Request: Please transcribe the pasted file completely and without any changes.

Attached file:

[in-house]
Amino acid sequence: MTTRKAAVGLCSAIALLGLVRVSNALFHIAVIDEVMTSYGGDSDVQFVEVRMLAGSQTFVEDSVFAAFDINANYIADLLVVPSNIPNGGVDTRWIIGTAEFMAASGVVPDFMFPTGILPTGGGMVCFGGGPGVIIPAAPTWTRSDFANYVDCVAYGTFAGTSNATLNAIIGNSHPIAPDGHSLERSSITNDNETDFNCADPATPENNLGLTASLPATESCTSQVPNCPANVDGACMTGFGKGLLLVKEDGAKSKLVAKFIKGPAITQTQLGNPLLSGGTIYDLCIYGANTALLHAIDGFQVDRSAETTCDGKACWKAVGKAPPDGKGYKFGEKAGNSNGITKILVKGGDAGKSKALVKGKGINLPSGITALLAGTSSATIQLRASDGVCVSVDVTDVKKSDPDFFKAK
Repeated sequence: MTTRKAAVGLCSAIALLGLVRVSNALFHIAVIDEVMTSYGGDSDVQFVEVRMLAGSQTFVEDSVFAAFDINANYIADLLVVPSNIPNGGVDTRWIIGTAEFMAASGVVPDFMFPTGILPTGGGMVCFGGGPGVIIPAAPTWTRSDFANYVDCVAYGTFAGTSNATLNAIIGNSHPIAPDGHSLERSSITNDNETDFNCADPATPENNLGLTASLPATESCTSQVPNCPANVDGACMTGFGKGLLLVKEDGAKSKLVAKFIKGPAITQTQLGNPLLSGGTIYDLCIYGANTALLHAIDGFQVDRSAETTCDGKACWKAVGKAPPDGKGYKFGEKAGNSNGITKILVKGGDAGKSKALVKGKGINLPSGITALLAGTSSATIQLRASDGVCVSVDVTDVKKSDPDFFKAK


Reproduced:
[in-house]
Amino acid sequence: MTTRKAAVGLCSAIALLGLVRVSNALFHIAVIDEVMTSYGGDSDVQFVEVRMLAGSQTFVEDSVFAAFDINANYIADLLVVPSNIPNGGVDTRWIIGTAEFMAASGVVPDFMFPTGILPTGGGMVCFGGGPGVIIPAAPTWTRSDFANYVDCVAYGTFAGTSNATLNAIIGNSHPIAPDGHSLERSSITNDNETDFNCADPATPENNLGLTASLPATESCTSQVPNCPANVDGACMTGFGKGLLLVKEDGAKSKLVAKFIKGPAITQTQLGNPLLSGGTIYDLCIYGANTALLHAIDGFQVDRSAETTCDGKACWKAVGKAPPDGKGYKFGEKAGNSNGITKILVKGGDAGKSKALVKGKGINLPSGITALLAGTSSATIQLRASDGVCVSVDVTDVKKSDPDFFKAK
Repeated sequence: MTTRKAAVGLCSAIALLGLVRVSNALFHIAVIDEVMTSYGGDSDVQFVEVRMLAGSQTFVEDSVFAAFDINANYIADLLVVPSNIPNGGVDTRWIIGTAEFMAASGVVPDFMFPTGILPTGGGMVCFGGGPGVIIPAAPTWTRSDFANYVDCVAYGTFAGTSNATLNAIIGNSHPIAPDGHSLERSSITNDNETDFNCADPATPENNLGLTASLPATESCTSQVPNCPANVDGACMTGFGKGLLLVKEDGAKSKLVAKFIKGPAITQTQLGNPLLSGGTIYDLCIYGANTALLHAIDGFQVDRSAETTCDGKACWKAVGKAPPDGKGYKFGEKAGNSNGITKILVKGGDAGKSKALVKGKGINLPSGITALLAGTSSATIQLRASDGVCVSVDVTDVKKSDPDFFKAK